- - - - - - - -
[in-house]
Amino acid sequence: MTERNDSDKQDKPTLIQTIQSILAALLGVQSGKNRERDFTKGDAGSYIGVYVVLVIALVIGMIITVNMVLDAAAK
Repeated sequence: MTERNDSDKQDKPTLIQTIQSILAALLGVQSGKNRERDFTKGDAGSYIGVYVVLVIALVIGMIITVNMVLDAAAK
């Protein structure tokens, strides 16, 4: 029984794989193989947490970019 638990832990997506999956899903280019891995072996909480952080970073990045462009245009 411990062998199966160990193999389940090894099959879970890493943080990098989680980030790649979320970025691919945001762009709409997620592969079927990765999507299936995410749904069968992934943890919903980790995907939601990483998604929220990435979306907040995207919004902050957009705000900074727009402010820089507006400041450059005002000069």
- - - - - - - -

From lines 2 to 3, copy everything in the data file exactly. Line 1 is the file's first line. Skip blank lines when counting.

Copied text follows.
Amino acid sequence: MTERNDSDKQDKPTLIQTIQSILAALLGVQSGKNRERDFTKGDAGSYIGVYVVLVIALVIGMIITVNMVLDAAAK
Repeated sequence: MTERNDSDKQDKPTLIQTIQSILAALLGVQSGKNRERDFTKGDAGSYIGVYVVLVIALVIGMIITVNMVLDAAAK